In the ever-evolving landscape of the automotive industry, new models are unveiled with remarkable frequency, often rendering their predecessors obsolete. However, amidst this rapid progression, there exist a select few models that have transcended time and attained legendary status. These automotive icons have persevered for years, and in some cases, even decades, leaving an indelible mark on the history of automobiles.
Ford Model T: 19 years
The Ford Model T is historically known as the first economically accessible automobile that profoundly impacted the lives of countless Americans. The breakthrough approach of Ford Motor Company to leverage assembly lines and standardized, replaceable components dramatically decreased production costs. This innovation, which greatly lowered the price threshold, was fundamental to the Model T's immense popularity – it allowed individuals from the working class to become car owners for the first time. The original Model T boasted a 2.9-liter, 4-cylinder, 20-horsepower engine, a three-speed (including reverse) transmission, and rear-wheel drive, and it was introduced to the world on October 1, 1908. After a span of nearly 20 years of incredible success, the production of the Model T ceased with the 15 millionth car on May 26, 1927, marking the end of this groundbreaking model's era.
Fiat 126: 28 years
Presented as the successor to the well-received 500, the Fiat 126 made its debut at the Turin Auto Show in 1972. However, both models continued to be available for purchase until 1975. Equipped with a rear-mounted, 2-cylinder engine that generated 23 horsepower, the Fiat 126 was frugal when it came to fuel consumption, could accommodate four passengers, and was quite affordable. Yet, its antiquated design meant that, unlike the Fiat 500, it never managed to captivate the hearts of Italians and Western Europeans. Contrarily, in Poland, this low-cost, easy-to-maintain urban vehicle gained legendary status and continued to be manufactured until the year 2000.
Peugeot 404: 31 years
In 1960, Peugeot introduced a new model – the practical, comfortable and stylish 404 sedan designed by Pininfarina. When it went into production, the Peugeot 404 was offered as an estate or a pickup; convertible and coupé versions came out later that were specially designed for drivers who wanted to emphasise their social status. In turn, the more mass-consumption Peugeot 404 models not only stood out for their attractive appearance and versatility, but also earned the reputation of a reliable car – taxi companies were particularly fond of the indestructible 404 sedans. Not surprisingly, the sturdy Peugot 404s that were not afraid of hard work became very popular in Africa – even though production of the 404 was already discontinued in Europe in 1975, the model was manufactured in Kenya until 1991.
Peugeot 404 Berline GT 1972 | Presentation | Engine Sound
Citroën 2CV: 42 years
The main reason that Citroën introduced the 2CV in 1948 was the huge demand for cheap and simple vehicles in France. Many people were still covering long distances on post-war roads in horse-drawn carriages, so the 2CV became a true saviour of the nation by giving everyone the chance to buy a car. With a 9-horsepower air-cooled engine and front-wheel drive, the Citroën 2CV was the embodiment of functionality and simplicity – even the windscreen wipers were powered by a cable that also moved the speedometer, and the windows were lifted by hand. Nevertheless, the model nicknamed "the duck" that was economical both in terms of its price and maintenance and could drive through just about anything was met with enormous popularity, and production was only discontinued in 1990 after selling almost 9 million 2CVs.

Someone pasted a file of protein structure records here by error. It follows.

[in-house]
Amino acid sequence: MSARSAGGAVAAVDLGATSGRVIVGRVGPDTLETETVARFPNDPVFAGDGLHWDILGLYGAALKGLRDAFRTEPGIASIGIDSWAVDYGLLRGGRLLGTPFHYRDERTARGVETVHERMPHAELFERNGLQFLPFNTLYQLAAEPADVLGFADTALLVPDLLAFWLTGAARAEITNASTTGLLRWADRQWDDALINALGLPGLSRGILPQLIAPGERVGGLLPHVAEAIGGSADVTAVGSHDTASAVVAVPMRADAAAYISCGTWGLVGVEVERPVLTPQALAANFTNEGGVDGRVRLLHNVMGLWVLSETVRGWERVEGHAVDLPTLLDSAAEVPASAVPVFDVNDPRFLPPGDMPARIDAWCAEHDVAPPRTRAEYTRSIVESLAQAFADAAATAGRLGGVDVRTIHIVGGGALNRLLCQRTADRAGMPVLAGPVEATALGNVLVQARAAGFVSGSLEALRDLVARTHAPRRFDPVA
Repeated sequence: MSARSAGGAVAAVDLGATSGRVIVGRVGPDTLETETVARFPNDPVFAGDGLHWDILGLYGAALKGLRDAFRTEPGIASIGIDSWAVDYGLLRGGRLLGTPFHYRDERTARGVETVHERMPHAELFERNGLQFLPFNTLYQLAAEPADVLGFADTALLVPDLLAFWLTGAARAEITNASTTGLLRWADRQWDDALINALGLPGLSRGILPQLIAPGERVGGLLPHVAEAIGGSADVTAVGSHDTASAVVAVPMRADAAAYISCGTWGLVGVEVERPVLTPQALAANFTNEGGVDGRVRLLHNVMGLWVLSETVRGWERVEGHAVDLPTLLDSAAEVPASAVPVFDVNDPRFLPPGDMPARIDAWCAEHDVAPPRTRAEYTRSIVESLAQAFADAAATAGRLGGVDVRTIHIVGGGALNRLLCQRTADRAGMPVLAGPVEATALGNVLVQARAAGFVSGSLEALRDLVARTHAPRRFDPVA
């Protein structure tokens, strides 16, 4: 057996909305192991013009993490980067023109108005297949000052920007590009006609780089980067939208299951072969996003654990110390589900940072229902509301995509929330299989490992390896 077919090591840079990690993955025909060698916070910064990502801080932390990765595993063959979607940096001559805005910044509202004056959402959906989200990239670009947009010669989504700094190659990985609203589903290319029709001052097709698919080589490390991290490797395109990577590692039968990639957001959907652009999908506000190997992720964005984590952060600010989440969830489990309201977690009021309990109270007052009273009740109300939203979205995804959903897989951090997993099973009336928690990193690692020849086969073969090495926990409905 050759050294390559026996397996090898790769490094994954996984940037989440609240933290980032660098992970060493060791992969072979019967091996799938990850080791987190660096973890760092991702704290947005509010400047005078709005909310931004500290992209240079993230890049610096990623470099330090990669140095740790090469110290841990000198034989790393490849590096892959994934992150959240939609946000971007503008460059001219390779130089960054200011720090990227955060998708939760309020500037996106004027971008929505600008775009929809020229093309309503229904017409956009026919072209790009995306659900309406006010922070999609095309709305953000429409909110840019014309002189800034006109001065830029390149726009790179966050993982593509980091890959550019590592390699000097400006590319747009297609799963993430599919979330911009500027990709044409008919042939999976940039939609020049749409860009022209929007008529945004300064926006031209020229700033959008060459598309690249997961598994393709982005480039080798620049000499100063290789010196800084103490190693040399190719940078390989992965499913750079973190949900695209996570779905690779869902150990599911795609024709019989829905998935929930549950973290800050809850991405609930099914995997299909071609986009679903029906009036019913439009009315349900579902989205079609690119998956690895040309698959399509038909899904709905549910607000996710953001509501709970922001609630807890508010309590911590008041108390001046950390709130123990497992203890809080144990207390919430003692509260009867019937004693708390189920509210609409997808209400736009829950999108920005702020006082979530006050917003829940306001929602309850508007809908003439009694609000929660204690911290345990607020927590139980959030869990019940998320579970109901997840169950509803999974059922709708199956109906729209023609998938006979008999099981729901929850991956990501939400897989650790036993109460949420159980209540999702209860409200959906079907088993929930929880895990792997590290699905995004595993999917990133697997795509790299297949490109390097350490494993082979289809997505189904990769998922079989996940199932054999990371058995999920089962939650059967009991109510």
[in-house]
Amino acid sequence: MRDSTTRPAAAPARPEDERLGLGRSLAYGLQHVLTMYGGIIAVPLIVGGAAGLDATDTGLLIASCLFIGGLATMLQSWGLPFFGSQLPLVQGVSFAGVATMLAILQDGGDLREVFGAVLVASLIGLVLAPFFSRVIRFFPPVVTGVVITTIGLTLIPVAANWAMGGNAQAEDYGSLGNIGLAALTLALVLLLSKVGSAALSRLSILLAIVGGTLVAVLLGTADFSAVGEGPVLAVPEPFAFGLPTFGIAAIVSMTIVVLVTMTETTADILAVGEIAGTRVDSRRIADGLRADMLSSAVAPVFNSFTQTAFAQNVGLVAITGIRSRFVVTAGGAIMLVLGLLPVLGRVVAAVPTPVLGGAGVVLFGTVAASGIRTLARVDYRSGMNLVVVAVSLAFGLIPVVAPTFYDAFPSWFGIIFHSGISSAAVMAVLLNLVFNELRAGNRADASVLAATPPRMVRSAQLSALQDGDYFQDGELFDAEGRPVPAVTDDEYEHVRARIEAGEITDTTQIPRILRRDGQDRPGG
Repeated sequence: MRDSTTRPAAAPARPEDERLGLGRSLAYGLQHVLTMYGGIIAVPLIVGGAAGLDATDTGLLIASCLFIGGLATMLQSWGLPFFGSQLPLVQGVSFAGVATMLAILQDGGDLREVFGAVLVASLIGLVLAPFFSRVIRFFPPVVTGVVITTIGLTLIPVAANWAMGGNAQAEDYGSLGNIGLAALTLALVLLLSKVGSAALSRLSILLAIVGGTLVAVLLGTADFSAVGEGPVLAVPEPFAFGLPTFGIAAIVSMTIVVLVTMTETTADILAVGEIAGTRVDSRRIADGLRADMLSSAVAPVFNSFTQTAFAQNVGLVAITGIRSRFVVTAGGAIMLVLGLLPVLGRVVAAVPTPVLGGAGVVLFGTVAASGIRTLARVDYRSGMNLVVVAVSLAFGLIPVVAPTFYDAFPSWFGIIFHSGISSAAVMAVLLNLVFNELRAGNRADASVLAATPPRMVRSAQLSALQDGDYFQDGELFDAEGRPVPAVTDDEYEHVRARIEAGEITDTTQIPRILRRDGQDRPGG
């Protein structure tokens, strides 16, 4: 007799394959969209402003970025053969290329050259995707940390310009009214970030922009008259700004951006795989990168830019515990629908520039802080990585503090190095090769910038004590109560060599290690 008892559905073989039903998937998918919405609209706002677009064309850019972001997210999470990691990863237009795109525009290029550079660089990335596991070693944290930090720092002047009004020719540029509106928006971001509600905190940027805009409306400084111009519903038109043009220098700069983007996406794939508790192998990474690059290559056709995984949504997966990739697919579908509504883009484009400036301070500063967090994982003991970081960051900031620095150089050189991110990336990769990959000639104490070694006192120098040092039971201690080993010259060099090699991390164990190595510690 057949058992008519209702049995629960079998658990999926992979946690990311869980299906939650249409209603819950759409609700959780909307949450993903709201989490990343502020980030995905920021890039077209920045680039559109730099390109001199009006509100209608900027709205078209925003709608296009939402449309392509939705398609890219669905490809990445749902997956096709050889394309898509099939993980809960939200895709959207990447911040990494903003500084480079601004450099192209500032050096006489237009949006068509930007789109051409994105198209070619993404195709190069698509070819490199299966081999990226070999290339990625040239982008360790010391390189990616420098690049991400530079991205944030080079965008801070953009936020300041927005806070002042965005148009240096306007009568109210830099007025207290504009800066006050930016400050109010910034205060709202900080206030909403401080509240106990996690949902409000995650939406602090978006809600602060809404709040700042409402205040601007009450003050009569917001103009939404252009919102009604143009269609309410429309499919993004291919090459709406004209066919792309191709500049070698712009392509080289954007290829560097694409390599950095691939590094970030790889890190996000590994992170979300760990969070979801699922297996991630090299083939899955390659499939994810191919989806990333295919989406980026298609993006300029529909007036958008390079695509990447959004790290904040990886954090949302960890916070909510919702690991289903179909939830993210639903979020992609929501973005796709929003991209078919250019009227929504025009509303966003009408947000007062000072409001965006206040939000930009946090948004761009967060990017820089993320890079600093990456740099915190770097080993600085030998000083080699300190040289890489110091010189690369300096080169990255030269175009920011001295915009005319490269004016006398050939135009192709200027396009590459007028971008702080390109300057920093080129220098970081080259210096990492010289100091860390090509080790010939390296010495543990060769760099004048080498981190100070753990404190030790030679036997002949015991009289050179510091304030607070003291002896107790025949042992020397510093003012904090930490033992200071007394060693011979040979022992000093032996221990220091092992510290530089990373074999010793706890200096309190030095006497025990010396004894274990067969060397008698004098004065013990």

Morgan 4/4: 63 years (still in production)
The Morgan 4/4 first went into production in 1936: the "4-4" designation of the original open two-seater meant that the model has four wheels (which was particularly important to underscore, since Morgan had previously only made three-wheelers) and the engine had four cylinders. After a short production break during WW2 and the early 1950s, the Morgan 4/4 Series II came out in 1955; although it was built on a completely different platform, it remained strikingly similar to the first models, with the exception of the headlamps that were now integrated into the front fenders. The styling of the cars from this manufacturer dedicated to long-standing traditions hasn't changed in more than 60 years (or 80, if you count from when the first model was launched) – even though every new 4/4 features improved dynamics and comfort, the exterior design remains completely untouched by time or trends.
Magic of the Morgan 4/4 | INSIDE evo
Volkswagen Type 1 (a.k.a. the Beetle): 65 years
An affordable, practical and economical people's car that could transport a German family of four at 100 km/h – this was the requirement made by Adolf Hitler to Ferdinand Porsche in 1934. The final design for the new Volkswagen Type 1, unofficially called the Beetle, was created in 1938, with an air-cooled, rear-mounted, 4-cylinder engine, rear-wheel drive and a rounded body. Mass production had been put on hold once WW2 began, and all of the Type 1 models that had already been produced were allocated to members of the party. In 1945, the Type 1 starting rolling of the assembly lines at the Volkswagen factory again, and by August 1955, a million Beetles had already been produced. In February 1972, the Ford Model T's record was broken with the 15,007,034th Beetle, and in 2003, the last Type 1 model was produced in Mexico – in 65 years of production, more than 21 million Beetles had rolled off the production lines in at least 15 different countries around the world.